Referring to FIG. 11, automatic dynamic error compensation is initiated by designating operation of the automatic dynamic error compensation program (Step 230). Thereafter the nominal slide position is calculated (Step 232) by executing each of the program subroutines 200, 202 and 206 described previously. Once the nominal slide position is determined, the "synchronism" of the vane detectors is checked (Step 234). The nominal position of each vane as determined from the resolver is compared to where the vane should be. If the error discrepancy between the indicated vane edge position and the known vane edge position is greater than a predetermined value, a serious equipment failure is presumed to have occurred and an emergency stop condition is entered (Step 235) and an emergency message is displayed (Step 236). Thereafter control returns to the main program (Step 238). Otherwise, if no loss of synchronism is detected, then a determination is made (Step 240) as to whether a vane crossing has occurred, as reflected by a change in the logic state of the EVENT signal generated by the programmable array logic gate 183 of FIG. 10. The lack of a vane crossing results in return to the main program (Step 238).
Should a vane crossing occur, then the determination is made (Step 242) as to whether or not the machine tool slide has exceeded its travel limits. This subroutine duplicates the function of AND gate array 190 of FIG. 10. The existence of an overtravel condition causes control to branch to step 235 whereupon an emergency stop condition is entered and an emergency stop message is generated (Step 236) after which control is returned to the main program (Step 238).
A failure to detect an overtravel condition causes execution of Step 244 during which the indicated and actual position of the vane just crossed is determined by executing subroutines 208 and 212 described previously. Thereafter, the actual vane position is compared to the indicated vane position (Step 246) to yield a position error representing the difference therebetween. In addition, not only is the nominal position compared to the actual vane position, but also, the actual distance between vanes, or between nibs on a single vane depending on the particular slide position, is then compared to the indicated distance of slide travel to yield a distance error. The position and distance error are compared to predetermined values (Step 248). Should either error value exceed its predetermined value, then control branches to Step 235, whereupon an emergency stop condition is entered and an emergency stop message is generated (Step 236) before control returns to the main program (Step 238). If neither error value exceeds its predetermined error limit, then, the error is gradually compensated for in the manner described previously with respect to FIG. 2 by introducing the error value into the position control subroutine. Once the gradual compensation of error is effected, then control returns to the main program (Step 238) to await reexecution of the above described program.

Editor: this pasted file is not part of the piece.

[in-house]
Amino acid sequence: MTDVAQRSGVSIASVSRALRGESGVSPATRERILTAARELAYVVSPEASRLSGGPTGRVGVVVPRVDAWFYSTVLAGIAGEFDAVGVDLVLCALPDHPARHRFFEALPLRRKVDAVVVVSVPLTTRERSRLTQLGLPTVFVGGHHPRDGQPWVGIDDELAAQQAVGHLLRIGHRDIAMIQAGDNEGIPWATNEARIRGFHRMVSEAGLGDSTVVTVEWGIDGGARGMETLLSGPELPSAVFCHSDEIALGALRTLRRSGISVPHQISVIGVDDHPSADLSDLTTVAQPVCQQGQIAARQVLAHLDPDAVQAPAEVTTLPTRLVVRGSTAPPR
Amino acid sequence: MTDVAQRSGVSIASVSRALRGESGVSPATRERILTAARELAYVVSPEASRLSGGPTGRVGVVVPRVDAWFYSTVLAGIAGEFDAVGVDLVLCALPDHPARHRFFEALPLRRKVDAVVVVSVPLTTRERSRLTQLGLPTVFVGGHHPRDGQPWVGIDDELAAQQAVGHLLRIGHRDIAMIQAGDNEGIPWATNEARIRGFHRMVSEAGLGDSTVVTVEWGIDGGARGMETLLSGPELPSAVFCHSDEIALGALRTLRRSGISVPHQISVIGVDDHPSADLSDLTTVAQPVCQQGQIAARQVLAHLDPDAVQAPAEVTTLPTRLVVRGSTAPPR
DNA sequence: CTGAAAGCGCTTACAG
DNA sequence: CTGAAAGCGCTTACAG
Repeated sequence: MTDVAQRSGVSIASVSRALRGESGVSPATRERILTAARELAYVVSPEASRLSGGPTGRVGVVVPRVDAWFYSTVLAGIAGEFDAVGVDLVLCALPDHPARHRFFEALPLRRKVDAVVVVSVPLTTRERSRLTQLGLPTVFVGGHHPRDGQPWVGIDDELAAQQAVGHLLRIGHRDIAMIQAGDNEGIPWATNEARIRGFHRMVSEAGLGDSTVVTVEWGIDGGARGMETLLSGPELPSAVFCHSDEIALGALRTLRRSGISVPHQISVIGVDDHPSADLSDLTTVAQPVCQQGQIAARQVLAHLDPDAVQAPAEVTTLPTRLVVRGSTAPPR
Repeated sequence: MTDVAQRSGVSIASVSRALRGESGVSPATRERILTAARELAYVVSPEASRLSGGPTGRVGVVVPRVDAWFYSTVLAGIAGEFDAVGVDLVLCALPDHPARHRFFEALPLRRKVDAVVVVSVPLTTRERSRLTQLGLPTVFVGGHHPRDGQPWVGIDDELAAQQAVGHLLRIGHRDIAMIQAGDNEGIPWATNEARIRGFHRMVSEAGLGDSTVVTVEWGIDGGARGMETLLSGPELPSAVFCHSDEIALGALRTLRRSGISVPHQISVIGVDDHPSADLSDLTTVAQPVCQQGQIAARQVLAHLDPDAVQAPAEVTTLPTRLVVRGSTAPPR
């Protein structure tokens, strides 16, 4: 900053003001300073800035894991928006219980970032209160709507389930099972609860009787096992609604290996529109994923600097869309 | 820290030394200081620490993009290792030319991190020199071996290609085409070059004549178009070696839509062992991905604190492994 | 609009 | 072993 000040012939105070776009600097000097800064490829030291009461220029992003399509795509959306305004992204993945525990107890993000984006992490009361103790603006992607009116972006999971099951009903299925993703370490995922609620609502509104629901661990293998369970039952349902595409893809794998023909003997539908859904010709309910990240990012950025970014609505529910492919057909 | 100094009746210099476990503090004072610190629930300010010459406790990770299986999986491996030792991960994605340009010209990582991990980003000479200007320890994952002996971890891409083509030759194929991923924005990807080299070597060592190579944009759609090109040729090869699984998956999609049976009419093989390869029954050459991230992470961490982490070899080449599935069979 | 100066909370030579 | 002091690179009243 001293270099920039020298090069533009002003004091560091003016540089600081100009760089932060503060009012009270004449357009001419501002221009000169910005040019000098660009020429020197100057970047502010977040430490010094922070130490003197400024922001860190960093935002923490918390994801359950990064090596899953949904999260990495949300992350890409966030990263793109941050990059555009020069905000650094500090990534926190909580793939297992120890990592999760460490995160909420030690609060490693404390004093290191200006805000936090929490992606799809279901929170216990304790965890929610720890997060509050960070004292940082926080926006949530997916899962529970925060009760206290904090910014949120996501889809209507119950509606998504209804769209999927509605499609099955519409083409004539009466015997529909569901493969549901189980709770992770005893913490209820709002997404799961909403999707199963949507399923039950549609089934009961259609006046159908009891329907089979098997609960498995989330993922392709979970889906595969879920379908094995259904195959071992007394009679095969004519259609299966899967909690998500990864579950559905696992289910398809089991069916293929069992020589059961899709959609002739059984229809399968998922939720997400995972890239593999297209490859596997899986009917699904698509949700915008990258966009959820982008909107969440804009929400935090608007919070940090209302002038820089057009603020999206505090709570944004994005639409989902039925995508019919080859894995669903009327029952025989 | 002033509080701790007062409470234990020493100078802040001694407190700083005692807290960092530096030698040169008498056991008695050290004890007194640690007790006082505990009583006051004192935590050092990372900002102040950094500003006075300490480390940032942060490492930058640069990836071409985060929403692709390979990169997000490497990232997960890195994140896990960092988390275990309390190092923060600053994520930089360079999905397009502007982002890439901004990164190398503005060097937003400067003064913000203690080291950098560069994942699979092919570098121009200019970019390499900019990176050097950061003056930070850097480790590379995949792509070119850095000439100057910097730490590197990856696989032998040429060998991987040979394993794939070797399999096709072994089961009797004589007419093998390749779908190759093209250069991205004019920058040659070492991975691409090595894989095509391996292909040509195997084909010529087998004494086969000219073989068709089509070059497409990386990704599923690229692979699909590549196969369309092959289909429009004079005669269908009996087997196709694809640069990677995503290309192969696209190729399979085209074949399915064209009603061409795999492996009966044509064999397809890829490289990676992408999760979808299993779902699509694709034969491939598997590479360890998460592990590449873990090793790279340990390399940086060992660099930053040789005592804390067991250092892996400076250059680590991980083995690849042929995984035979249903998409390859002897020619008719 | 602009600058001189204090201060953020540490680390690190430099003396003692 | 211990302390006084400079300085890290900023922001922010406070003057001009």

The foregoing described an automatic dynamic error compensator for compensating machine slide position errors due to thermal drift or fabrication defects. While only certain preferred features of the invention have been shown by way of illustration, many modifications and changes will occur to those skilled in the art. For example, although the feedback transducer has been described as a resolver, other types of feedback transducers, such as an encoder, could be utilized. Also, while the invention has been described for use on linear servo drives, it is equally applicable for rotary servo drives as well. In addition, there are alternative position verifiers that could be built using optical, inductive, or radiation techniques.
There are also alternatives to the vanes. For example, a continuous tape with perforations or non-magnetic regions may be used. Vanes might also be produced with laminates which are fabricated by etching to produce the equivalent of vane edges. It is, therefore, to be understood that the appended claims are intended to cover all such modifications and changes as fall within the true spirit of the invention.
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|U.S. Classification||700/193, 318/603, 409/133|
|International Classification||G05B19/18, B23Q15/22, G05D3/12, G05B19/23, G05B19/19|
|Cooperative Classification||G05B2219/42268, G05B2219/49177, G05B2219/41092, Y10T409/303864, G05B2219/37486, G05B19/232|
|Jun 29, 1983||AS||Assignment|
Owner name: KEARNEY & TRECKER CORPORATION WEST ALLIS WI A WI C